A three-way battle to face Rishi Sunak in the run-off to be the next prime minister will be fought out at Westminster.
With the former chancellor comfortably ahead in the Tory leadership contest, Penny Mordaunt, Liz Truss and Kemi Badenoch remain in the hunt for the second place on the ballot that will go to Conservative members over the summer.
A fourth round of voting by Tory MPs will eliminate another contender on Tuesday, with Ms Badenoch most vulnerable.
Ms Mordaunt dropped a vote in the third ballot on Monday evening but was still able to fend off a challenge by Ms Truss to retain her second-placed spot, receiving 82 votes.
Ms Truss picked up seven votes to reach 71 while Ms Badenoch gained nine to reach 58.
Mr Sunak, who has unveiled a suite of policies to tackle crime, gained another 14 votes to reach 115 – just five short of the 120 which will guarantee him a place in the final two.
The Mordaunt, Truss and Badenoch campaigns will spend the day attempting to woo Tom Tugendhat and his supporters following the Foreign Affairs Committee chairman’s elimination from the race.
The 31 votes up for grabs could prove decisive in shaping the rest of the race, with his support thought likely to head to Ms Mordaunt or Mr Sunak than the more right-leaning Ms Truss or Ms Badenoch.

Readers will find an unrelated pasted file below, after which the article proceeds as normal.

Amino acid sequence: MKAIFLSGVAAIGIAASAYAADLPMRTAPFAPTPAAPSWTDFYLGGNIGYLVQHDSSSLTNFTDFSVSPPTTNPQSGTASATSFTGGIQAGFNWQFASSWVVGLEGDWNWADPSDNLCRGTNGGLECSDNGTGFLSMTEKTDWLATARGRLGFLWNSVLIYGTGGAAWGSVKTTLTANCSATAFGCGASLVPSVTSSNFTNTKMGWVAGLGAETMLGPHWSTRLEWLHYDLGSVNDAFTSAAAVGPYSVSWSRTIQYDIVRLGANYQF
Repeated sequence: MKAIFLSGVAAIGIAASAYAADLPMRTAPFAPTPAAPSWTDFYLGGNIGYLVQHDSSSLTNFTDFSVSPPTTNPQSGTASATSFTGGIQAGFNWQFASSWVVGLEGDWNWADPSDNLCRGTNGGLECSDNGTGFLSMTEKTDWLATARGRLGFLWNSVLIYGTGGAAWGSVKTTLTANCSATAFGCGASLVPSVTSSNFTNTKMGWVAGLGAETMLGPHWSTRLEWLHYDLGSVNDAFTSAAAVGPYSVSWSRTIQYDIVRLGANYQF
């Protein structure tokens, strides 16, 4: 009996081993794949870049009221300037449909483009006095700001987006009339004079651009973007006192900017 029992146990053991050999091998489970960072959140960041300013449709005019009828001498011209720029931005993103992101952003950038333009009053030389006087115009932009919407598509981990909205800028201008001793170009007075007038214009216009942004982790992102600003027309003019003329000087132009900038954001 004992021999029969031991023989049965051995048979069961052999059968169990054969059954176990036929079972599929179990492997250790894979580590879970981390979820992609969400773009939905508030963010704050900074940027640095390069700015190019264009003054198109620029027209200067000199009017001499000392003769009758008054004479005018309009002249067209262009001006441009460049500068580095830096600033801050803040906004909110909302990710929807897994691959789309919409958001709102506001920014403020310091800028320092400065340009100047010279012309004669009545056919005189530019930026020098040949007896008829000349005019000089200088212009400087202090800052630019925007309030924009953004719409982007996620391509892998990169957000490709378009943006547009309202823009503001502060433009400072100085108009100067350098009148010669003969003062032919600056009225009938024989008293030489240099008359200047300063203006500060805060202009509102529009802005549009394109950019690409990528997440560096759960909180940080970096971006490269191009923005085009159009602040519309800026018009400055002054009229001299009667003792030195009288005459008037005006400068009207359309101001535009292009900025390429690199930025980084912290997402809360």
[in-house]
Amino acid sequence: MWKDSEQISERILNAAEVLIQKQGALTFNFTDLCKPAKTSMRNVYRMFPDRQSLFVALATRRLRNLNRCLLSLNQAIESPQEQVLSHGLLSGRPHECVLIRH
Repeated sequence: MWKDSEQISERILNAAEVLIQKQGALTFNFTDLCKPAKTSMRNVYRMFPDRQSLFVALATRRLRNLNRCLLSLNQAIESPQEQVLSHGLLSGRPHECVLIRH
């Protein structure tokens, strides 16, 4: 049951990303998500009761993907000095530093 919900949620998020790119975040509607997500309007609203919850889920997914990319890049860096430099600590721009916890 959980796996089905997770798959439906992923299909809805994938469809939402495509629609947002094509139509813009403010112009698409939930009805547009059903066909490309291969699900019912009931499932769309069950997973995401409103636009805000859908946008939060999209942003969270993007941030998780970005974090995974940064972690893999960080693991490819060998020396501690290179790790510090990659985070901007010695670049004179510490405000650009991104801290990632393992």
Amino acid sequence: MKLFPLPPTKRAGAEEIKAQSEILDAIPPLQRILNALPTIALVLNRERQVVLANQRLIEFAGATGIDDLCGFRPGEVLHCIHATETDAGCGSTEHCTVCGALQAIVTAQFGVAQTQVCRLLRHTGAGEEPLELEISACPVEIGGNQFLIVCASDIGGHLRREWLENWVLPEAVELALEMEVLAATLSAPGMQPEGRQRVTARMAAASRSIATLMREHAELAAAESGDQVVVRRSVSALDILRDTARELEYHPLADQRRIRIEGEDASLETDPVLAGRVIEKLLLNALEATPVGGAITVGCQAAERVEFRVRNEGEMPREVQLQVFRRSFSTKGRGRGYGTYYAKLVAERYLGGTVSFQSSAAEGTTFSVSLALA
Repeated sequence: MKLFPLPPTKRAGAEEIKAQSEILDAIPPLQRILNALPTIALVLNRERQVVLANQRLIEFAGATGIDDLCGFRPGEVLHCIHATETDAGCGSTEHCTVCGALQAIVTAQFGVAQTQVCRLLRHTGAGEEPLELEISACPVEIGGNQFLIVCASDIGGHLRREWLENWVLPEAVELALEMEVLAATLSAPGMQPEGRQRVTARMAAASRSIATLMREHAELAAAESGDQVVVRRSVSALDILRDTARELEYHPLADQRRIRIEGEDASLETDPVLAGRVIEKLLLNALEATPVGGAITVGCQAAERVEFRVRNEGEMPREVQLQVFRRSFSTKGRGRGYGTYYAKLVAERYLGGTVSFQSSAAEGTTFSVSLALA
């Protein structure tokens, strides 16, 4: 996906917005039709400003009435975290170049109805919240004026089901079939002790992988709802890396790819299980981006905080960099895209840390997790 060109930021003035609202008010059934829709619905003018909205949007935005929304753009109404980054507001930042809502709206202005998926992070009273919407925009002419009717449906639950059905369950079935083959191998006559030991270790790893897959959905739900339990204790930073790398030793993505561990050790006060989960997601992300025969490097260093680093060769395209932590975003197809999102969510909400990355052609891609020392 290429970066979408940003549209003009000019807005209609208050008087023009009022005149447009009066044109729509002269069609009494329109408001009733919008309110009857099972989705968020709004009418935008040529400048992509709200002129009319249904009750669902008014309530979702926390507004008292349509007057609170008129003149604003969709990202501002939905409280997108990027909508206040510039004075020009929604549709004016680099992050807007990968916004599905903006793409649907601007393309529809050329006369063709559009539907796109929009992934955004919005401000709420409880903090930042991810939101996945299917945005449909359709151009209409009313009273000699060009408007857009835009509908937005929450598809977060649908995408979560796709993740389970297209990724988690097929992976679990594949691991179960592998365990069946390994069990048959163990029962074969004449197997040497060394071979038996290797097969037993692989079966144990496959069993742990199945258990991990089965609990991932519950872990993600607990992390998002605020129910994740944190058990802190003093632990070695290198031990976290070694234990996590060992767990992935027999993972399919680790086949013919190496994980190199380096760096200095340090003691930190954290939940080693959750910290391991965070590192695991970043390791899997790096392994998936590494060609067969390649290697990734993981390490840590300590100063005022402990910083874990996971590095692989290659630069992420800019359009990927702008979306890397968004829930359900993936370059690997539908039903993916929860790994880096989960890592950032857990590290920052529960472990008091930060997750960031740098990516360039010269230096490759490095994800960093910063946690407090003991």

Voting takes place between noon and 2pm, with a result at 3pm.
Ahead of the vote:
– Mr Sunak promised harsher sentences for criminals who refuse to attend court for their sentencing hearings and a crackdown on grooming gangs.
– Ms Truss promised to increase defence spending by 2030 and strengthen the intelligence services.
– Ms Mordaunt used a Daily Telegraph article to promise she would ditch housing targets if she enters Downing Street, saying they have been “tested to destruction”.
Mr Tugendhat has not yet said publicly which camp he might throw his support behind but Ms Mordaunt made an early effort to court his backing – tweeting that she had “admired” him for years.
Ms Badenoch also tweeted on Monday that Mr Tugendhat would be an “asset” to any future Conservative government.
Meanwhile, Ms Mordaunt said she remains “committed” to Boris Johnson’s flagship levelling up agenda amid concerns the high-investment policy could be shelved for less costly policies once he leaves office in September.
Transport Secretary Grant Shapps, who is backing Mr Sunak, insisted that the former chancellor is a “huge fan of levelling up”.